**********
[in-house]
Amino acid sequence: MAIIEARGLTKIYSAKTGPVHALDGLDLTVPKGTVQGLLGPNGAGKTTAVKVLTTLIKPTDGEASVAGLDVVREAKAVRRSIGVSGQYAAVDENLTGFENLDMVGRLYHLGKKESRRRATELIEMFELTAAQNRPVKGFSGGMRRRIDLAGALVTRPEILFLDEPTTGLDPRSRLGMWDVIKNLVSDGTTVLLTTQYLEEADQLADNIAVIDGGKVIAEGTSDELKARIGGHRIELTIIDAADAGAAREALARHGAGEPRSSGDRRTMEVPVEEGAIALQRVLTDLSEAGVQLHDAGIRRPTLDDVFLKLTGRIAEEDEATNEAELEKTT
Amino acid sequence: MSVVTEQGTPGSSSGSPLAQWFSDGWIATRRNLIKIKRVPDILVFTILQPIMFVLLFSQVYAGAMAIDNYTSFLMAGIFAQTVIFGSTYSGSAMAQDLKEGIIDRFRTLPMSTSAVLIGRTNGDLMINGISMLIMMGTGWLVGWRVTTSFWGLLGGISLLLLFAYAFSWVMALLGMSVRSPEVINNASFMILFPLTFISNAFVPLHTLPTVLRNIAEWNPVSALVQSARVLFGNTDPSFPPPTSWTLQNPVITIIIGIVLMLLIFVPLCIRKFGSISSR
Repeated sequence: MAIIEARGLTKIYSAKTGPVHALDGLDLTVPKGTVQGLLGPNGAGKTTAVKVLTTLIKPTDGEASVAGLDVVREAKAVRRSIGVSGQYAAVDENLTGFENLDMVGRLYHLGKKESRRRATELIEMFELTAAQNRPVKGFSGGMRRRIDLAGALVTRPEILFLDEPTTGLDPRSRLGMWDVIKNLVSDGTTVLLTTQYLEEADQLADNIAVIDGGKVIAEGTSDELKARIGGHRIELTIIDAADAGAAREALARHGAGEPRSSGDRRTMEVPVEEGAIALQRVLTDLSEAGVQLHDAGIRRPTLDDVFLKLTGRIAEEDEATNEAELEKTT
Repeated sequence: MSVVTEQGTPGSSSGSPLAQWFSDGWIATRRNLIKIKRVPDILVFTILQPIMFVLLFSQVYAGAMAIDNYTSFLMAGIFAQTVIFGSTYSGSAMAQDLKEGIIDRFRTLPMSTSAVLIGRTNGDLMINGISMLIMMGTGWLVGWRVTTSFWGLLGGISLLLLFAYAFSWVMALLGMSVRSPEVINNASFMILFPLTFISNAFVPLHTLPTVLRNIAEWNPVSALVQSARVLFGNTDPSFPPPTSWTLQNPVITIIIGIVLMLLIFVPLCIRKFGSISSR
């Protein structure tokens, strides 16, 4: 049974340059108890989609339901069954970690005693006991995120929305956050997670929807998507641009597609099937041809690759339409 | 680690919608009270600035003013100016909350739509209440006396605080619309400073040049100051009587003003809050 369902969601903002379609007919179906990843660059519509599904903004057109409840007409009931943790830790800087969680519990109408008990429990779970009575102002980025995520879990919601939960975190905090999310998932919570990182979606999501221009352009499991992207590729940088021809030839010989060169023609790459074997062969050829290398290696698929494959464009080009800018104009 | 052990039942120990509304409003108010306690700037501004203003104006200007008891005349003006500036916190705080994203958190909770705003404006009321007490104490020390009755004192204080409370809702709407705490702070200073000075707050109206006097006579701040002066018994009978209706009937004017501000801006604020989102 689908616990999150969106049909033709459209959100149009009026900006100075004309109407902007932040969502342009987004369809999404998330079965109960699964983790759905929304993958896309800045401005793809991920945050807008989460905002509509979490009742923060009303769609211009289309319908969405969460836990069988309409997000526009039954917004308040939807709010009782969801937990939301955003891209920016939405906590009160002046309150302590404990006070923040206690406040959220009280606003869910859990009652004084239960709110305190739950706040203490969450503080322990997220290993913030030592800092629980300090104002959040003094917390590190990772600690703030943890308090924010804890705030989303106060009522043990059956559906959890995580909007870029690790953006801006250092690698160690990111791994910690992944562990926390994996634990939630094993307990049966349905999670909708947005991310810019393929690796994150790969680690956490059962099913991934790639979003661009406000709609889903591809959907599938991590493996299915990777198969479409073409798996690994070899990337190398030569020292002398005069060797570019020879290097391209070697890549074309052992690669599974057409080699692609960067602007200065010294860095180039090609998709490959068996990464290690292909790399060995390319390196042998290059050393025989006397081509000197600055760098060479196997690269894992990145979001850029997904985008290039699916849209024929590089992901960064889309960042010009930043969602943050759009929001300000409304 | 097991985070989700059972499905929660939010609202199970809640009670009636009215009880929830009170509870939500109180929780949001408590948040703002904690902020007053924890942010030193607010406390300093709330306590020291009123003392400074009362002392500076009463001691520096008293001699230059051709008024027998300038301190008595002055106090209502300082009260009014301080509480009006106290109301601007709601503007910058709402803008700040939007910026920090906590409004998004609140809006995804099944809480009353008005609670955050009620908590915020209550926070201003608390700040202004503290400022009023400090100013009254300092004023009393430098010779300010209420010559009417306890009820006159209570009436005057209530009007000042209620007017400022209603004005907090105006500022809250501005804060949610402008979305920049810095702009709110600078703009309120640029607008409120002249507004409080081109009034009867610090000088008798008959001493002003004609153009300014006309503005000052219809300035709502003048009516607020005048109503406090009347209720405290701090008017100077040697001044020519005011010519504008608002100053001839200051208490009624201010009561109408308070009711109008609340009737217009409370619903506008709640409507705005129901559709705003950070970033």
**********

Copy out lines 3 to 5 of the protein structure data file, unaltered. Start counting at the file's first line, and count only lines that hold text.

Amino acid sequence: MSVVTEQGTPGSSSGSPLAQWFSDGWIATRRNLIKIKRVPDILVFTILQPIMFVLLFSQVYAGAMAIDNYTSFLMAGIFAQTVIFGSTYSGSAMAQDLKEGIIDRFRTLPMSTSAVLIGRTNGDLMINGISMLIMMGTGWLVGWRVTTSFWGLLGGISLLLLFAYAFSWVMALLGMSVRSPEVINNASFMILFPLTFISNAFVPLHTLPTVLRNIAEWNPVSALVQSARVLFGNTDPSFPPPTSWTLQNPVITIIIGIVLMLLIFVPLCIRKFGSISSR
Repeated sequence: MAIIEARGLTKIYSAKTGPVHALDGLDLTVPKGTVQGLLGPNGAGKTTAVKVLTTLIKPTDGEASVAGLDVVREAKAVRRSIGVSGQYAAVDENLTGFENLDMVGRLYHLGKKESRRRATELIEMFELTAAQNRPVKGFSGGMRRRIDLAGALVTRPEILFLDEPTTGLDPRSRLGMWDVIKNLVSDGTTVLLTTQYLEEADQLADNIAVIDGGKVIAEGTSDELKARIGGHRIELTIIDAADAGAAREALARHGAGEPRSSGDRRTMEVPVEEGAIALQRVLTDLSEAGVQLHDAGIRRPTLDDVFLKLTGRIAEEDEATNEAELEKTT
Repeated sequence: MSVVTEQGTPGSSSGSPLAQWFSDGWIATRRNLIKIKRVPDILVFTILQPIMFVLLFSQVYAGAMAIDNYTSFLMAGIFAQTVIFGSTYSGSAMAQDLKEGIIDRFRTLPMSTSAVLIGRTNGDLMINGISMLIMMGTGWLVGWRVTTSFWGLLGGISLLLLFAYAFSWVMALLGMSVRSPEVINNASFMILFPLTFISNAFVPLHTLPTVLRNIAEWNPVSALVQSARVLFGNTDPSFPPPTSWTLQNPVITIIIGIVLMLLIFVPLCIRKFGSISSR